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Stephanie Klima

Hi. Found a few connections with Ireland, although I couldn't ascertain which are or region. After 1800. most links started to mesh with Anglesley. Wales and Scottish historical names and links. After early 1800, Welsh was what I predominately seemed to find. I am so excited. My great grandfather, Warren Mayo Jenkins is the last known to me of our regional Jenkins lineage. He passed in 1969. I am 57. I miss him.

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Anthony Barrett

(Part 1 of 3) The Jenkins name has a long history in British Isles, but now DNA and some recorded history says their origin is from the Emerald Island. The Jenkins story [dominated by DNA tribal marker R1b-L513, Subgroup B2] can trace their origins to the Finn Valley in Donegal, Ireland from 50 BCE. Perhaps the journey begins with the Clanna Dedad; Deda, son of Sen or Deda Mac Sin. The Jenkins surname origin is from Clan Domnaill [DNA Tribe R1b-L513, Subgroup B1] and relations who remain in Ireland take the modern surname (O’)Donnelly, McDonald and Donohue in Ireland.

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Anthony Barrett

(Part 2 of 3) According to research, the Domnaill name is also found in Brittany, France. It is a very old name which appears in the 5th century Roman inscriptions as Dumnovellaunos in Brittany meaning “Deep Valour” equivalent to Irish Domhnaill. But how could this be? Recent discoveries from DNA testing are unlocking the migration patterns of Celtic tribes as late as 800 CE to 1200 CE. The Jenkins story begins in pre-history Ireland then moves to Wales where the family can be traced back to their Welsh tribe Cydifor Fawr. Many of his kin will then move to Brittany, France during the Dark Ages.

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Anthony Barrett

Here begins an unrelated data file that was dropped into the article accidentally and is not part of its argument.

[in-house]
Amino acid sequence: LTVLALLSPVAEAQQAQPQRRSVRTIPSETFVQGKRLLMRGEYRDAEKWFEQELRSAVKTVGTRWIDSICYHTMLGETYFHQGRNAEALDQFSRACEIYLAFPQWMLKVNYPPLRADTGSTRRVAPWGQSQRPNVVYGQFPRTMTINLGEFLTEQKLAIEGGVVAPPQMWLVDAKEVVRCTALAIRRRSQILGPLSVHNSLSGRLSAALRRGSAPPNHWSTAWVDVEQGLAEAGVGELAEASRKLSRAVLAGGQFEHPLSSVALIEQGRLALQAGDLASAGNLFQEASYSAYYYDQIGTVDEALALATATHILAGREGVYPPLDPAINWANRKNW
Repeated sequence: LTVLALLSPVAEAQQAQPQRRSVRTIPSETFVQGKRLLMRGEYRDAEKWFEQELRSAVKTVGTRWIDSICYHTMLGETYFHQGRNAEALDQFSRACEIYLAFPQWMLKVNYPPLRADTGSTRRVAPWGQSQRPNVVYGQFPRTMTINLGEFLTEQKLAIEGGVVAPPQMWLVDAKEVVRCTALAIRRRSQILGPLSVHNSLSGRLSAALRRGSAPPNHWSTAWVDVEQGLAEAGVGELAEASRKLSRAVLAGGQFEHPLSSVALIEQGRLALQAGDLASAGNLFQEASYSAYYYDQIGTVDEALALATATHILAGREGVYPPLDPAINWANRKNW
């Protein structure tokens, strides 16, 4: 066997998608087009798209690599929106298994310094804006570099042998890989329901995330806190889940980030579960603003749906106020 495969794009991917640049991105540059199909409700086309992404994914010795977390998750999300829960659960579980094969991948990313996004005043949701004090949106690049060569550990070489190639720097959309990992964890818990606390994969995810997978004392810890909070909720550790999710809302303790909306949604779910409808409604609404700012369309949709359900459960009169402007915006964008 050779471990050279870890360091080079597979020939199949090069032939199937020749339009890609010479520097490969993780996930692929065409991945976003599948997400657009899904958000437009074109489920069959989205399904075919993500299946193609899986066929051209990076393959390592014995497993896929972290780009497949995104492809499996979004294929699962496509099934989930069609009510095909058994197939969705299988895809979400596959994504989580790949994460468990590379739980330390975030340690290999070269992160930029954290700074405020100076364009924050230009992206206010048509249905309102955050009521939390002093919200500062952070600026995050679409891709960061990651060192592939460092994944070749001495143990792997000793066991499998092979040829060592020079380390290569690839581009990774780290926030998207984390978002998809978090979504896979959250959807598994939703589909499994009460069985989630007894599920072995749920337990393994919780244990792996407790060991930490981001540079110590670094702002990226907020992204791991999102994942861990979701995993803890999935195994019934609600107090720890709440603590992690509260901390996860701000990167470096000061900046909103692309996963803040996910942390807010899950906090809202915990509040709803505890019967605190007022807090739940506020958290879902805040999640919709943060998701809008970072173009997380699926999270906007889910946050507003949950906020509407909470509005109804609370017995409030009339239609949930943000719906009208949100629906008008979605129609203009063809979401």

(Part 3 of 3) Discover their newly found untold story and how forgotten texts bring their story back to life. From the ebook, “The Tribe Within” learn how DNA unfolds this amazing tale and if you look in the right places, how history narrates this evidence. There is another written account of their story, but it is camouflaged in smoke and myth – it will become the tales of King Arthur. Come follow in the footsteps of Deda Mac Sin and visit https://www.smashwords.com/books/view/401207

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Anthony Barrett

The Jenkins name has a long history in Wales, but now DNA and some recorded history says their origin is from the Emerald Island. The Jenkins story [dominated by DNA tribal marker R1b-L513, Subgroup B2] can trace their origins to the Finn Valley in Donegal, Ireland from 50 BCE. Perhaps the journey begins with the Clanna Dedad; Deda, son of Sen or Deda Mac Sin. The Jenkins surname origin is from Clan Domnaill [DNA Tribe R1b-L513, Subgroup B1] and relations who remain in Ireland take the modern surname (O’)Donnelly, McDonald and Donohue in Ireland. The Domnaill name is also found in Brittany, France according to research from the Centre de Recherche Bretonne et Celtique. It is a very old name which appears in the 5th century Roman inscr